What is it about "having a life"- which is to say, about having a sense of separate existence as a subject or self - that is usually taken for granted but is so fragilely maintained in certain patients and, indeed, in most of us at especially difficult times? In Having A Life: Self Pathology After Lacan, Lewis Kirshner takes this Lacanian question as the point of departure for a thoughtful meditation on the conceptual problems and clinical manifestations of pathologies of the self.
Beginning with the case of Margaret Little, analyzed by D. W. Winnicott, and proceeding to extended case presentations from his own practice, Kirshner weaves together an avowedly American reading of Lacan with the approaches to self pathology of an influential coterie of theorists. By drawing out common threads in their respective discourses on the self, Kirshner achieves an original integration of Lacanian theory with other contemporary approaches to self pathology. Of special note is his ability to sustain a dialogue between Lacan and Kohut, whose shared clinical object, discernible through divergent vocabularies and conceptions, is the struggle of the subject to avoid fragmentation that would obliterate a sense of aliveness and preclude active engagement with the world.
Kirshner's opening chapter on the gifted, troubled Margaret Little and his concluding chapter on the eminent political philosopher Louis Althusser, whose self pathology culminated in his strangling of his wife, Hélène Rytman, in 1980, frame a study that is brilliantly successful in bringing "self" issues down to the messy actualities of lived experience. Analytic therapists no less than students of the human sciences will be edified by this cogent, readable attempt to infuse Lacanian concepts with the conceptual rigor and clinical pragmatism of American psychoanalysis and to apply the resulting model of therapeutic action to a fascinating range of case material.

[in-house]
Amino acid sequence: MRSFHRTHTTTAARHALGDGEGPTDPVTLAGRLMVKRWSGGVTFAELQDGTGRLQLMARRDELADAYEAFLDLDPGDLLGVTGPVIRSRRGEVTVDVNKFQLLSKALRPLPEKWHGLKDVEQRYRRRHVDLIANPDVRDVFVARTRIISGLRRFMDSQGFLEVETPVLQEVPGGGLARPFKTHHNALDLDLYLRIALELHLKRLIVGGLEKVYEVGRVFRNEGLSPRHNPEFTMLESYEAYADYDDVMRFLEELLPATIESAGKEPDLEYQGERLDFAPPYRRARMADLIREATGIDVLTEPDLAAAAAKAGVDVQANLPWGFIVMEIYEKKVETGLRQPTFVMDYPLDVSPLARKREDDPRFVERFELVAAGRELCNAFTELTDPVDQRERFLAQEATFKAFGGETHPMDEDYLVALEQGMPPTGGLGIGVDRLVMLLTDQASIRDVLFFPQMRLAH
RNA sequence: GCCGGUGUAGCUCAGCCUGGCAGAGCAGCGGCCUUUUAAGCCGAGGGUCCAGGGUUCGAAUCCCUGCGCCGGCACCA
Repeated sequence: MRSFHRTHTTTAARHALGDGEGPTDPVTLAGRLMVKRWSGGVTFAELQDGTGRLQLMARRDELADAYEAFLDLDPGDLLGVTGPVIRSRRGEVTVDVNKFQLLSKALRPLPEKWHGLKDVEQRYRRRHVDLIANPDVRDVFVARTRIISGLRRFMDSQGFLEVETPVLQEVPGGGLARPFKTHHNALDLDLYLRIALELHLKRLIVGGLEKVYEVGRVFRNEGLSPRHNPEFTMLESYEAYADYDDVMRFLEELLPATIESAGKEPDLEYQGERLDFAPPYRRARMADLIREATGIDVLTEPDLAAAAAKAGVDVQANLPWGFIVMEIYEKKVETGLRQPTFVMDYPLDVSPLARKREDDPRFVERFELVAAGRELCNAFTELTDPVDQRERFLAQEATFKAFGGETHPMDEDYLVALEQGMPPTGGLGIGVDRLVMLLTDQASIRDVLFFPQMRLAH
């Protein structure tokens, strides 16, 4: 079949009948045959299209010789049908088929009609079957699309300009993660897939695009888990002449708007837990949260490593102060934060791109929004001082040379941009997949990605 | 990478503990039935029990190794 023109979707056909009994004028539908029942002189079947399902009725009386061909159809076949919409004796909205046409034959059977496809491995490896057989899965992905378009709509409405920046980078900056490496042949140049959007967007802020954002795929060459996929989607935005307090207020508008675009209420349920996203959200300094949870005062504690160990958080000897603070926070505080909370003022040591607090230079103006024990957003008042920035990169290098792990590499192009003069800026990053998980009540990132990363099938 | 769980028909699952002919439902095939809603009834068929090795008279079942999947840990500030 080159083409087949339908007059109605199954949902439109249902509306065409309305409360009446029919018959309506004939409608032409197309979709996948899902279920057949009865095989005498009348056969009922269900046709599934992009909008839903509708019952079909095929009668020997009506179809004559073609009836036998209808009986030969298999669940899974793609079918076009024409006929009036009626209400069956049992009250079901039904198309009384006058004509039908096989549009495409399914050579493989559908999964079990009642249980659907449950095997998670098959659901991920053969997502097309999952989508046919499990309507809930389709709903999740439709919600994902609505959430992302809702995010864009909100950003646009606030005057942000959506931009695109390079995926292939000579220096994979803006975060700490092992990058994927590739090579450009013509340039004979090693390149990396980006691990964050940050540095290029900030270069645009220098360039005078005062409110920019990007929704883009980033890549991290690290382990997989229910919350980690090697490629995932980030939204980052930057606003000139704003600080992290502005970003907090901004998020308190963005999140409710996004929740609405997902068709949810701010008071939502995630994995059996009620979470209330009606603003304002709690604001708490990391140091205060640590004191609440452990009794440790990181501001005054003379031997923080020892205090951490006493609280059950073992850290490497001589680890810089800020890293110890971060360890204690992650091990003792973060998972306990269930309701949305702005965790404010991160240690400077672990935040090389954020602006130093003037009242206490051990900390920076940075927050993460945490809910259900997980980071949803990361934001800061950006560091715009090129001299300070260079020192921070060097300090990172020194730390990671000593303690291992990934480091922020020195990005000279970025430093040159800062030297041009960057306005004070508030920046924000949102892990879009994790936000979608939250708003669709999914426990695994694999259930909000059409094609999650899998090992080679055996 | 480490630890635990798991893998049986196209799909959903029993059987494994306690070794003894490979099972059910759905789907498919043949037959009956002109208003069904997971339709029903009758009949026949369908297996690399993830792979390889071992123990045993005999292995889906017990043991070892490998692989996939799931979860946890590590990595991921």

Table of Contents
The Case of Margaret Little. The Psychoanalytic Subject. The Cultural Construction of Affect. Trauma, Depression, and the Sense of Existence. The Object Petit a. The Man Who Didn't Exist: The Case of Louis Althusser.
"Lewis Kirshner's sensitive and knowledgeable use of Lacan makes the latter interesting and relevant to American psychoanalysts and other depth-psychological explorers of the human condition. By the time one has read Kirshner's introduction, the 'strangeness' of Lacanian thought has melted away, and the reader's grasp of what Lacan can give us-conceptually and clinically-progressively increases chapter by chapter. Kirshner has achieved the unexpected: Having A Life draws the reader into a new explanatory realm, makes that realm familiar, and sends the reader back enormously enriched - both as a person and as a clinician."
- Paul H. Ornstein, M.D., Professor Emeritus of Psychiatry and Psychoanalysis, University of Cincinnati
"Having a Life is a brilliant rethinking of Lacan, Winnicott, and Kohut . By means of clinical illustration, Kirshner enables Lacan's challenging ideas to become accessible to the reader. Having a Life, through its focus on affects, symbolization and the self, illuminates the true subject of psychoanalysis."
- Arnold H. Modell, M.D., Clinical Professor of Psychiary, Harvard Medical School
"In Having a Life Lewis Kirshner details his personal integration of the writings of Lacan with those of Modell, Kohut, Winnicott, and Green and, remedying the absence of clinical material in French psychoanalytic writing, he illustrates the way he puts his understanding to clinical use. In the process, he excitingly expands our thinking about, and clinical approach to, nonneurotic disorders and considerably raises the level of writing about psychoanalysis in the United States."
- Gail S. Reed, Ph.D., Training and Supervising Analyst, New York Freudian Society